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How (and Why) to Know Your Hiking Pace

When planning for a hike or backpacking trip, you likely have an idea of how long you’d like to be out. Maybe you want to squeeze in a morning hike before the afternoon rain rolls in, or maybe you just need to make it to your campsite by sundown. Either way, it’s going to be easier to plan if you know how long it takes you to hike from point A to point B — also known as your hiking pace.

When planning for a hike or backpacking trip, you likely have an idea of how long you’d like to be out. Maybe you want to squeeze in a morning hike before the afternoon rain rolls in, or maybe you just need to make it to your campsite by sundown. Either way, it’s going to be easier to plan if you know how long it takes you to hike from point A to point B — also known as your hiking pace.

Your hiking pace will help you estimate how many miles you can expect to cover in your desired time frame and it is key to efficient planning and staying safe. Once you know your pace, you can determine how far you can hike in the time you have. Then, you can use the mileage filter in our Hiking Guide to find hikes that fit your schedule. After you’ve found your ideal trail, your pace can also help you figure out what time you need to be at the trailhead, when your turnaround time should be, and what time you anticipate getting back home — great information to share with your emergency contact!

pace goat rocks maura brady.jpg
Two hikers traverse a narrow trail surrounded by fields of green and yellow meadows to the left and right. Forested blue hills and a prominent snowy peak are rising out from the horizon. Photo by Maura Brady.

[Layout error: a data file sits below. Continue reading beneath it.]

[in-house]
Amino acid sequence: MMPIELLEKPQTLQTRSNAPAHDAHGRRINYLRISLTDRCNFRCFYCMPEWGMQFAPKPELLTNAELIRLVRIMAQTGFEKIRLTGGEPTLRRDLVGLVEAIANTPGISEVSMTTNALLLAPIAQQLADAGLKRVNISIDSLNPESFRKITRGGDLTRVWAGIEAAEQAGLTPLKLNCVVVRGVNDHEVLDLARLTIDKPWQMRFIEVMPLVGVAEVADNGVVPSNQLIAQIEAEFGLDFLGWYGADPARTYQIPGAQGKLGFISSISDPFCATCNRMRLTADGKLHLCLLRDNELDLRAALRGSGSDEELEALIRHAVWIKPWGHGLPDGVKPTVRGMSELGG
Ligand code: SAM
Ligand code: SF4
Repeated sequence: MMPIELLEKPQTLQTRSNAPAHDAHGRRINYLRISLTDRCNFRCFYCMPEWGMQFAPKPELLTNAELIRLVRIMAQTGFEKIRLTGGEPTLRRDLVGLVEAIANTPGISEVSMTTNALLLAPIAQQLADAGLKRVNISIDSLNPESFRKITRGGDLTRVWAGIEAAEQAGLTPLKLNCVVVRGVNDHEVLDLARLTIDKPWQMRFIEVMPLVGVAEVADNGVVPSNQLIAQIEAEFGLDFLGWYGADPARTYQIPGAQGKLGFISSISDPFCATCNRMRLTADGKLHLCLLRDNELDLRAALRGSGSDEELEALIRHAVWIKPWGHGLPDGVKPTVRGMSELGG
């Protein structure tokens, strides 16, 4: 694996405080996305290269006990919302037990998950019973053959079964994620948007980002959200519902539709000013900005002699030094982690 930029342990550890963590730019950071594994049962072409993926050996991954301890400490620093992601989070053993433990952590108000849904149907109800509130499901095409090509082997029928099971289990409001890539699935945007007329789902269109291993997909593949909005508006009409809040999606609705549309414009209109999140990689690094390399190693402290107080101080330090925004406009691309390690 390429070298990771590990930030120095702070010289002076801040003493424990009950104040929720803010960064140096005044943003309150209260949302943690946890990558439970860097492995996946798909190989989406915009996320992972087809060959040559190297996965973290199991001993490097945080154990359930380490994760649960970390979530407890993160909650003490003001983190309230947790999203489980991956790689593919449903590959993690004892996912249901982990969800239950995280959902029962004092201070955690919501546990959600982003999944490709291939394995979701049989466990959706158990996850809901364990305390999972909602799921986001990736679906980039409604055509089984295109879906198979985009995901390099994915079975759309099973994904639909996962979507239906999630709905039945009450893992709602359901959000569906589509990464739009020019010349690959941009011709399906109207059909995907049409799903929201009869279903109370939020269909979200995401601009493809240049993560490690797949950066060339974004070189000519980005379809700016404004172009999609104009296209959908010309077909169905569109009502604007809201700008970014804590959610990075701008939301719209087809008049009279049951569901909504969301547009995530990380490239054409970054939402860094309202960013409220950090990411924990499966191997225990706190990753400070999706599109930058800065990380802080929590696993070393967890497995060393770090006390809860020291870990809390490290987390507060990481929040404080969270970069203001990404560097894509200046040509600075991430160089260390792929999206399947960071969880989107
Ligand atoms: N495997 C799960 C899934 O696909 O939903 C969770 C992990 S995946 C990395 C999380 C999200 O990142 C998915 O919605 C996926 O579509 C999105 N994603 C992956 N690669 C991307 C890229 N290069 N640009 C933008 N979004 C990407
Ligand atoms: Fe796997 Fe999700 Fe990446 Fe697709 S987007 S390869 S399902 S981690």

Plus, knowing your pace can be helpful when searching for a hiking buddy. While it’s not necessary that you and your hiking partners share the exact same pace, knowing where everyone is at can aid in group planning and shine a light on how you might need to adjust your pace.

Start the clock

To find your hiking pace, your best bet is to simply head out for a hike. We recommend pacing yourself in two different scenarios: on a relatively flat, well-maintained trail and on a trail with a bit of elevation gain. Fill up your pack with your usual gear, and make sure to bring a smartphone or watch with GPS capabilities. When you reach the trailhead, start a timer, turn on your GPS and head out at whatever pace feels comfortable. After an hour, stop hiking and take note of your mileage — that’s your baseline miles per hour. (Hiking paces vary dramatically, but you can expect to be somewhere between 0.5 miles per hour for a leisurely stroll and 3 miles per hour for a fast-paced hike. If you find yourself well outside that range, it’s worth checking again.)

These baselines are an important tool, but your pace will change depending on the trail and the conditions you encounter. Things like heavy packs, snow cover and poor trail conditions are bound to slow you down. To account for this in your planning, make sure to read through hike descriptions and recent trip reports to figure out what you can expect. If it sounds like you’re going to hit obstacles, lower your expected pace a notch.

It’s also important to keep in mind what type of hiker you are. Do you power through long uphill stretches or do you prefer to take breaks along the way? Try to account for rest when pacing out your hike. For example, reserve 10 minutes of every hour as rest time and subtract that from your mileage. You might also find that your pace decreases throughout the day as you get tired. If you’re headed out for an all-day hike, know that your last few miles may be done at a slower pace than your first few.

With all of these considerations in mind, you’ll have more information to help you plan your next safe and fun hike.

This article originally appeared in the Spring 2021 issue of Washington Trails magazine. Support trails as a member WTA to get your one-year subscription to the magazine.